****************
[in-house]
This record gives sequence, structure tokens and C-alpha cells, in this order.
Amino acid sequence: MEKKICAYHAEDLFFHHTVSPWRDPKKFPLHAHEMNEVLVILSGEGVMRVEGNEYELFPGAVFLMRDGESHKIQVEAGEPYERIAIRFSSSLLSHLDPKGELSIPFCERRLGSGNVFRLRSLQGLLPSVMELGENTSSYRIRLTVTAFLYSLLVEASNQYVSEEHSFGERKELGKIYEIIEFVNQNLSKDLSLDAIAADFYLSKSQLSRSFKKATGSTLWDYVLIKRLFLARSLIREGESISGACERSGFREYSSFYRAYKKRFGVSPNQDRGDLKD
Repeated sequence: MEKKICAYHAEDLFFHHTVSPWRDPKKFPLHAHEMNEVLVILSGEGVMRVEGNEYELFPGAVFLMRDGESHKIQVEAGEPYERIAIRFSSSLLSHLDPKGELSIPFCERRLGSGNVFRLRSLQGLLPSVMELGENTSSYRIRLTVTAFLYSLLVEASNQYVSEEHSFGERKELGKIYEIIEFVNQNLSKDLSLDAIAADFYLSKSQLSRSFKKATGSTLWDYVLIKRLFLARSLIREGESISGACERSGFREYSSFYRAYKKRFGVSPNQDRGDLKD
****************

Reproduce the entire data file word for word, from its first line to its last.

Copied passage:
[in-house]
This record gives sequence, structure tokens and C-alpha cells, in this order.
Amino acid sequence: MEKKICAYHAEDLFFHHTVSPWRDPKKFPLHAHEMNEVLVILSGEGVMRVEGNEYELFPGAVFLMRDGESHKIQVEAGEPYERIAIRFSSSLLSHLDPKGELSIPFCERRLGSGNVFRLRSLQGLLPSVMELGENTSSYRIRLTVTAFLYSLLVEASNQYVSEEHSFGERKELGKIYEIIEFVNQNLSKDLSLDAIAADFYLSKSQLSRSFKKATGSTLWDYVLIKRLFLARSLIREGESISGACERSGFREYSSFYRAYKKRFGVSPNQDRGDLKD
Repeated sequence: MEKKICAYHAEDLFFHHTVSPWRDPKKFPLHAHEMNEVLVILSGEGVMRVEGNEYELFPGAVFLMRDGESHKIQVEAGEPYERIAIRFSSSLLSHLDPKGELSIPFCERRLGSGNVFRLRSLQGLLPSVMELGENTSSYRIRLTVTAFLYSLLVEASNQYVSEEHSFGERKELGKIYEIIEFVNQNLSKDLSLDAIAADFYLSKSQLSRSFKKATGSTLWDYVLIKRLFLARSLIREGESISGACERSGFREYSSFYRAYKKRFGVSPNQDRGDLKD